As a technologist and foodie, the easy answer would be something like “we’ll order from Alexa, (other voice assistants are available!) to communicate dining preference to a bunch of super intelligent cyborgs in the kitchen”. But I think that’s a crude use of technology and probably not that useful. No, I think this will be a hidden war.

When most people go out for dinner, the service and experience is a big part of it. While technology has a huge amount to offer, the best restaurants will use it to augment their understanding of the customer and to provide the best experiences – not to replace how we interact today. (Sorry Arnie)

So, the experience of the future will be the same? No, there will be massive enhancements in pre and post dining (more on that another day). The dining experience itself on the outside will appear very similar. with the exception it will be turned up to 11 EVERY TIME.

Let me share a recent story and how it could have looked with a little bit of hidden tech:

I’m lucky enough to frequent a local restaurant that serves exceptional food and service (and I mean exceptional). I’m a believer on tipping according to the service received and not just for the sake of it. So, it’s not uncommon for me to tip more than the usual amounts because it really is that good. But, recently, they had an off-night (like real off!) and I didn’t tip anything, not £1.

“The lost opportunity to learn”

Now let’s ignore the few quid they lost that night, that’s small fry. The bigger picture here is how that plays on future bookings and stories that get told, but MOST importantly it’s the lost opportunity to learn. I’m a semi-regular; they should know my tastes, they should know how I tip, they should know my social handles. If I was the manager I’d like to know why one of my regular, good tippers, decided to not tip, not post that picture on Instagram, or… you get the point. Understanding customer experience isn’t about throwing an iPad in their lap after the meal to get a review or responding to bad reviews online. It’s about knowing your customers, knowing their preferences and monitoring it.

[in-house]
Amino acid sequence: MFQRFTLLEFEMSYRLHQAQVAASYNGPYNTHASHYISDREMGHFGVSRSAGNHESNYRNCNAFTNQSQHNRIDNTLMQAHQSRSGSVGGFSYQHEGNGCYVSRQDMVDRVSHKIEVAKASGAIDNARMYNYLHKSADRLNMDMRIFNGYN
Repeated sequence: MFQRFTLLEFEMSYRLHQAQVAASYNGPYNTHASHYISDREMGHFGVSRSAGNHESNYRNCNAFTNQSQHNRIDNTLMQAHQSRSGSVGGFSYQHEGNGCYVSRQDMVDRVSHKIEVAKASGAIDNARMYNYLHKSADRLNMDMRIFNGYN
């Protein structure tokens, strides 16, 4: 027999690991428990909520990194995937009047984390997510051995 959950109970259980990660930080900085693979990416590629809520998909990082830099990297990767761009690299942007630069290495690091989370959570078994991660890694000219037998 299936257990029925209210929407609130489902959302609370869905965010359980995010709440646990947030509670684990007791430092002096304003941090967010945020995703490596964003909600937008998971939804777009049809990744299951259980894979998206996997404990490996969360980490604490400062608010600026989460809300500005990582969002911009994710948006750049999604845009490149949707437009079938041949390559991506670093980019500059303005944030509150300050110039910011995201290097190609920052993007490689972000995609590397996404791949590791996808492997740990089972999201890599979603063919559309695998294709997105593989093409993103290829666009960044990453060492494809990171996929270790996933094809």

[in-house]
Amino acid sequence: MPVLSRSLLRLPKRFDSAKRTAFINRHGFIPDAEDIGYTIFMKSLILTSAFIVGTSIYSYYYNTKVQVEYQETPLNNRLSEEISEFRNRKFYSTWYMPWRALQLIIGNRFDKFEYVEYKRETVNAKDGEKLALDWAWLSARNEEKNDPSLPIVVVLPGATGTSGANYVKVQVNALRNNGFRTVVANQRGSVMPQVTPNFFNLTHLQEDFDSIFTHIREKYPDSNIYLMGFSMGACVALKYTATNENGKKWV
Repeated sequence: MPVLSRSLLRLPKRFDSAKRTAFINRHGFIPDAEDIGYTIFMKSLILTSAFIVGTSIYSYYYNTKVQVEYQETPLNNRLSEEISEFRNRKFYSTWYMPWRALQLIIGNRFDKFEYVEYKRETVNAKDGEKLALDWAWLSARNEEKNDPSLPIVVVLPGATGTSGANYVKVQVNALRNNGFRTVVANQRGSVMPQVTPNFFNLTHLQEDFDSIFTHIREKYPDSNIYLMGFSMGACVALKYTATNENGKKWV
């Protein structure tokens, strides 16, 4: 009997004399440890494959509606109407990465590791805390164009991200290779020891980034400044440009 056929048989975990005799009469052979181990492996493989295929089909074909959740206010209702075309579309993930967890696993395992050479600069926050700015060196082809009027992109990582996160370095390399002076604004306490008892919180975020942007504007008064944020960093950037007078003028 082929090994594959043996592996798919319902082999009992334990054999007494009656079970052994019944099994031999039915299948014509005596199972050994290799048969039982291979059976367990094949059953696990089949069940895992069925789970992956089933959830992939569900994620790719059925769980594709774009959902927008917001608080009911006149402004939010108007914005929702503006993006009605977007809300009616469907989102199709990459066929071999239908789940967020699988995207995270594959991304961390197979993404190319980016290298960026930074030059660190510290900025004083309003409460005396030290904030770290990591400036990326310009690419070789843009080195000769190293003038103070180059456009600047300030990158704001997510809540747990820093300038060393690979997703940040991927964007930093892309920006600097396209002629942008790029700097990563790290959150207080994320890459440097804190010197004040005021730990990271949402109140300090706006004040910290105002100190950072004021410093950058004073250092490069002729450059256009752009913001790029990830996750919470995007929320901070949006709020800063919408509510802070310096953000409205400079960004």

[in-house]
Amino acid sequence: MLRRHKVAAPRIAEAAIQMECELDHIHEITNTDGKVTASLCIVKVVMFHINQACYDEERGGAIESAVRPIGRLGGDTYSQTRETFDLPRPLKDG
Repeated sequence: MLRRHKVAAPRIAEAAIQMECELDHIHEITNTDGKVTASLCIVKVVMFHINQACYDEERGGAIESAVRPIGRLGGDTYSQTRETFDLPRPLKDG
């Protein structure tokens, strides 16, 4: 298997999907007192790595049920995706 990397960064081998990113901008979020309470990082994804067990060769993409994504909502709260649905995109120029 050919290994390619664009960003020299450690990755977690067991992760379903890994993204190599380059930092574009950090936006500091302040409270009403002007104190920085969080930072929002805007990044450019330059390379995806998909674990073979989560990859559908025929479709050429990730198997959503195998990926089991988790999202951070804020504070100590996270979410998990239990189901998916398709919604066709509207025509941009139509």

Even with issues, you can recover and still turn it up to 11! Let’s play out one of the many scenarios that could have happened with a little bit of tech helping out behind the scenes.

Restaurant systems have been alerted that a usually prolific Instagram food poster hasn’t posted this evening. It knows that the individual has usually posted within x minutes for a meal they like, and this has passed (opportunity to act #1, we’ll ignore this for brevity this time round). The end of dinner approaches, the bill is delivered, payment is made, and the tip isn’t in line with usual amount. As payment is made, the manager is informed so as the customers leave she can give a friendly handshake and a “We’re sorry, our game was off this evening, there is glass of champagne waiting for you next time you’re down” and you guessed it, when they come back the system lets you know so that glass of champagne is ready and waiting.

This is a super simple example and in reality, it will go much deeper, we’ll be:

  1. Predicting what they will order based on social pictures they post; where their eyes focus on the menu before their visit; what they eat elsewhere. So, no more “sorry that’s sold out” for the customer, and more accurate stock orders for restaurant (read as “less waste and higher revenue per table”).
  2. We’ll know if the customer isn’t going to show, or is simply stuck in traffic. We’ll know their ETA, and if it’s a split group we’ll know that half the party is going to be waiting and save them a space at the bar. The section server will know this to better plan how she runs her time and tables.
  3. We’ll understand the customer context for the evening; romantic dinner, mates having a chilled one, business, etc. People want to interact differently depending on what’s going in with them…

I’m just scratching the surface – but what excites me most about technology colliding with dining isn’t the replacement of people, but the invisible additions that will lead to awesome experiences. Along the way we’ll reduce food waste, create better working conditions for a hard graft industry and help restaurants retain the best talent.

In some respects, I think dinner is the last frontier for face to face conversation. So, let’s keep technology hidden as long as we can.

Agree/disagree!? Let me know 🙂

Tom Ridges | tom@tealight.co